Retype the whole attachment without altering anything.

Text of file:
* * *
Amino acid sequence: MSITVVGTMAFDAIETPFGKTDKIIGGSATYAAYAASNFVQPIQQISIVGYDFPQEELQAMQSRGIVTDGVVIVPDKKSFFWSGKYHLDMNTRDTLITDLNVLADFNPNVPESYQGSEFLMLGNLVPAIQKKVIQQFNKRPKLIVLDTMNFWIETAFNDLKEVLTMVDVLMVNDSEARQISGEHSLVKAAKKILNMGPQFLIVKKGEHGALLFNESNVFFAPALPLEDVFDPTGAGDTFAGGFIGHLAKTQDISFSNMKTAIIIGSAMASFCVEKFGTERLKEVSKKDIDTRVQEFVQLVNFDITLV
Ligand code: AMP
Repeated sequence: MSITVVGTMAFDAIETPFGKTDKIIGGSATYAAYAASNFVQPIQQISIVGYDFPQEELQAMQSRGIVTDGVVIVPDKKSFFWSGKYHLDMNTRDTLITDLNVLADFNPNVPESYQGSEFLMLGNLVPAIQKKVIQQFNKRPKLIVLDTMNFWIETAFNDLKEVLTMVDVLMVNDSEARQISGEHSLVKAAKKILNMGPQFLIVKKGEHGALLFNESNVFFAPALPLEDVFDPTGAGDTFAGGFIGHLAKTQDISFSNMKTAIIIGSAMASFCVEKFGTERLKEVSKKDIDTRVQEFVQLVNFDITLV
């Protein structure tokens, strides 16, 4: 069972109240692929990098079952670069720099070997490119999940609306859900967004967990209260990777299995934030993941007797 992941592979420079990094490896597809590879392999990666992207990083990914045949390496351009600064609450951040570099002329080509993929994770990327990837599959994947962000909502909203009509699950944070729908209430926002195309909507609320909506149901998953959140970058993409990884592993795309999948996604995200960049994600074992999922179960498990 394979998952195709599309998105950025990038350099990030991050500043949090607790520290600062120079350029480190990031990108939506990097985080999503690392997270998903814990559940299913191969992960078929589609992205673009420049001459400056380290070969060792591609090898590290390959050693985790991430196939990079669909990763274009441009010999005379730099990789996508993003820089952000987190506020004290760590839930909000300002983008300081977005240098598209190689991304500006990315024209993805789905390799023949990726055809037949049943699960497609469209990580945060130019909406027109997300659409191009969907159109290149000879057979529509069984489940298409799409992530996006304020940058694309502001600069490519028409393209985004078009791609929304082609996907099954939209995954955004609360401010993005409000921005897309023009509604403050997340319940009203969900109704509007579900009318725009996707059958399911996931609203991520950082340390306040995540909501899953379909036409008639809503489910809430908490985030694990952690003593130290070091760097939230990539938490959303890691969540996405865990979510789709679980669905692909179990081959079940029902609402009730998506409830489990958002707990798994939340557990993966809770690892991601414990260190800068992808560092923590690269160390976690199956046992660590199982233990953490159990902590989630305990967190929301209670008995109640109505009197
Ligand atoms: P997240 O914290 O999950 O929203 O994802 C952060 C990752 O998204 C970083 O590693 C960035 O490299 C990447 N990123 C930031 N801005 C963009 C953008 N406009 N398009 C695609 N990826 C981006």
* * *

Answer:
Amino acid sequence: MSITVVGTMAFDAIETPFGKTDKIIGGSATYAAYAASNFVQPIQQISIVGYDFPQEELQAMQSRGIVTDGVVIVPDKKSFFWSGKYHLDMNTRDTLITDLNVLADFNPNVPESYQGSEFLMLGNLVPAIQKKVIQQFNKRPKLIVLDTMNFWIETAFNDLKEVLTMVDVLMVNDSEARQISGEHSLVKAAKKILNMGPQFLIVKKGEHGALLFNESNVFFAPALPLEDVFDPTGAGDTFAGGFIGHLAKTQDISFSNMKTAIIIGSAMASFCVEKFGTERLKEVSKKDIDTRVQEFVQLVNFDITLV
Ligand code: AMP
Repeated sequence: MSITVVGTMAFDAIETPFGKTDKIIGGSATYAAYAASNFVQPIQQISIVGYDFPQEELQAMQSRGIVTDGVVIVPDKKSFFWSGKYHLDMNTRDTLITDLNVLADFNPNVPESYQGSEFLMLGNLVPAIQKKVIQQFNKRPKLIVLDTMNFWIETAFNDLKEVLTMVDVLMVNDSEARQISGEHSLVKAAKKILNMGPQFLIVKKGEHGALLFNESNVFFAPALPLEDVFDPTGAGDTFAGGFIGHLAKTQDISFSNMKTAIIIGSAMASFCVEKFGTERLKEVSKKDIDTRVQEFVQLVNFDITLV
């Protein structure tokens, strides 16, 4: 069972109240692929990098079952670069720099070997490119999940609306859900967004967990209260990777299995934030993941007797 992941592979420079990094490896597809590879392999990666992207990083990914045949390496351009600064609450951040570099002329080509993929994770990327990837599959994947962000909502909203009509699950944070729908209430926002195309909507609320909506149901998953959140970058993409990884592993795309999948996604995200960049994600074992999922179960498990 394979998952195709599309998105950025990038350099990030991050500043949090607790520290600062120079350029480190990031990108939506990097985080999503690392997270998903814990559940299913191969992960078929589609992205673009420049001459400056380290070969060792591609090898590290390959050693985790991430196939990079669909990763274009441009010999005379730099990789996508993003820089952000987190506020004290760590839930909000300002983008300081977005240098598209190689991304500006990315024209993805789905390799023949990726055809037949049943699960497609469209990580945060130019909406027109997300659409191009969907159109290149000879057979529509069984489940298409799409992530996006304020940058694309502001600069490519028409393209985004078009791609929304082609996907099954939209995954955004609360401010993005409000921005897309023009509604403050997340319940009203969900109704509007579900009318725009996707059958399911996931609203991520950082340390306040995540909501899953379909036409008639809503489910809430908490985030694990952690003593130290070091760097939230990539938490959303890691969540996405865990979510789709679980669905692909179990081959079940029902609402009730998506409830489990958002707990798994939340557990993966809770690892991601414990260190800068992808560092923590690269160390976690199956046992660590199982233990953490159990902590989630305990967190929301209670008995109640109505009197
Ligand atoms: P997240 O914290 O999950 O929203 O994802 C952060 C990752 O998204 C970083 O590693 C960035 O490299 C990447 N990123 C930031 N801005 C963009 C953008 N406009 N398009 C695609 N990826 C981006």